Tuesday, February 10, 2015

How to Become a Preacher -- Advice for Students and Other Aspiring Preachers

I have thought a lot about how to become a preacher and how to grow as a preacher. Since a student-friend of mine just asked me this very question, and since my answer to him came at a time of particular clarity about my own thinking in this regard, I thought I'd share what I wrote to him on this sorely neglected blog of mine. So, here is my best advice on how to become a preacher who has a practical edge:

- Think about normal, non-academics at church and ask them to go out for coffee. And listen. Get to know them. Become friends. I mean people who are older and who you wouldn’t naturally gravitate towards. These are the people who will be on your heart and mind when you are doing exegesis for sermon prep in the future. And you will quickly learn that none of them will come to church wondering who wrote Ecclesiastes and when. They will come to church wanting hope. The authorship and date of Ecclesiastes’ composition may come into play in your preaching, but it will be a passing comment or the foundation of the real work of exposition and application you will do.

- In time, ask these people if you can share with them what you are learning at school. Then, in your own words and without prep, explain to them  a passage you wrote an essay on — not the content of the essay, but what the passage means and how it applies to you two personally. If they give you a blank stare, apologize and listen. A preacher’s job is to hold the interest of his people and to always be so urgent and loving and interesting that the people want to listen.

- Choose your essay topics wisely. Don’t write essays on minutiae but on texts and topics of utmost importance. Write on Exodus 1, 2, 14, 19, 20; Deut 17:14-20; a prophet like Moses, etc. Do real exegesis and theological wrestling.

- When you write an essay, wrestle and do a ton of notes on the text on your own before reading commentaries. Don’t let commentaries set the agenda for how you approach a passage. Commentaries should be supplemental, but when used this way, they are very helpful. If you don’t know the original language, use the ESV as your base text, but also compare the NIV and the NLT and likely also the NET (reading the NET notes as well). And write a ton of your own reflections on the passage. A ton. I wrote 100 pages of exegetical notes from the Hebrew text of Isaiah before beginning reading secondary sources on this book in prep for my last comprehensive exam.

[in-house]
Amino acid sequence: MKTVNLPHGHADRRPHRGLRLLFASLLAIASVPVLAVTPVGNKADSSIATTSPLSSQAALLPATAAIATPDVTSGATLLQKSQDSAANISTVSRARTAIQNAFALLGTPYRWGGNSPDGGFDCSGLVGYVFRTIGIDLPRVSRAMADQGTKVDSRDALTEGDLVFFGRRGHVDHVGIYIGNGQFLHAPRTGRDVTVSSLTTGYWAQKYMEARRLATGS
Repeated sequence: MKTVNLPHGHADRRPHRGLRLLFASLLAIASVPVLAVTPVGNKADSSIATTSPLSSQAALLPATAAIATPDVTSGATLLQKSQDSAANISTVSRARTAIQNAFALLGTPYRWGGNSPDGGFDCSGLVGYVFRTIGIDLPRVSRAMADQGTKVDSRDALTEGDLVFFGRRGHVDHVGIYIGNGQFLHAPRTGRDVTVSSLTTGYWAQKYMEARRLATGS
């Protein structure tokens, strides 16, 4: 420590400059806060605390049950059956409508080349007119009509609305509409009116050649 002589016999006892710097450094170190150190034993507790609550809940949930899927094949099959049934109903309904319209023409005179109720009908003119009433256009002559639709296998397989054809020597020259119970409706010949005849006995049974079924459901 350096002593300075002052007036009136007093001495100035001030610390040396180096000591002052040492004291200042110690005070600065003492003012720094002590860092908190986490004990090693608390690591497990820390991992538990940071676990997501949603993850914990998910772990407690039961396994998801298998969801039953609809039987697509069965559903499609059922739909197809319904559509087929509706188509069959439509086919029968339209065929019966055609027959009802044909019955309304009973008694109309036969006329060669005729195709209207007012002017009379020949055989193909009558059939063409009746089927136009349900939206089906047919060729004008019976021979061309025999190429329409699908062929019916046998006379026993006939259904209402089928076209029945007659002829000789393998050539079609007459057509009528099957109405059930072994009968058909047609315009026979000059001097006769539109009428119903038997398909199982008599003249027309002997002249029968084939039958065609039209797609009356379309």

- Read conservative scholars who are very academic. And also read broadly.

- After you do all of the exegetical work and after your write your essay (and maybe even take someone from church out to explain the passage to them), listen to a variety of sermons on that same passage. The most ideal people I know of for this purpose are Mark Dever, Tim Keller, D.A. Carson and John Mahaffey, but there are certainly others I could mention and still others I haven’t heard much. These preachers are expository, they preach on large chunks of text, they are extremely evangelistic and illustrative and theological and practical and they build a hearer’s ability to read the Word of God. Since you have done the depth-work on the text at hand already, it will be helpful to hear how some seasoned preachers have approached your same text. Soak this in. Don’t listen to only one preacher. Let a variety of approaches soak in. If you only listen to one you will not find your own voice; you will become a lesser mini-replica who doesn’t do nearly as well as the master.

- Continue to be mentored in the context of your local church and let the preaching at church shape who you are and who you are becoming!

- Take Greek and Hebrew and focus here in your studies. Do as much of this as you can and live in the Greek New Testament and Hebrew Bible.

- As your local church gives you opportunities to use your emerging Word-gifts, take them and serve people. You learn by doing more than by practicing without real people on your heart and mind and in your prayers!

- Focus also on Biblical Theology. Read lots of it. See how the Bible fits together and begin to develop an instinct to read every passage in light of the whole and with Christ as the focal point of salvation-history.

- Do your own personal devotions in a variety of places in the Bible. I currently have five bookmarks in my Bible and I read one chapter from each place per day if at all possible. Currently I’m in Exodus, Leviticus, Psalms, Matthew, and James. When you do this you will see connections every day that you would not have seen otherwise. After you read, praise God for the various expressions of his character you see in each of the chapters, before you move to pray for other things — yourself and others. Other alternatives to my more freestyle method are the M’Cheyne Bible reading plan or, even better, Grant Horner’s method. I like my approach because it allows me to cluster things if I want to (e.g. two books of Torah right now), and because it is manageable — I may even cut it down to four chapters so I can read more reflectively; we’ll see.

- So some foundational work in systematic theology — read especially Grudem (as an intro) and Calvin’s Institutes and others. Take classes in systematic and historical theology (especially Calvin) if at all possible.

- Listen to John Piper’s biographies from the desiringgod.org web site. Augustine, Tyndale, Luther, Edwards, and Piper are especially good, but they are all really helpful. Let these be introductions that lead you into reading the works of these pastor-scholars.

So those are some random thoughts, my two cents. I hope they are helpful!

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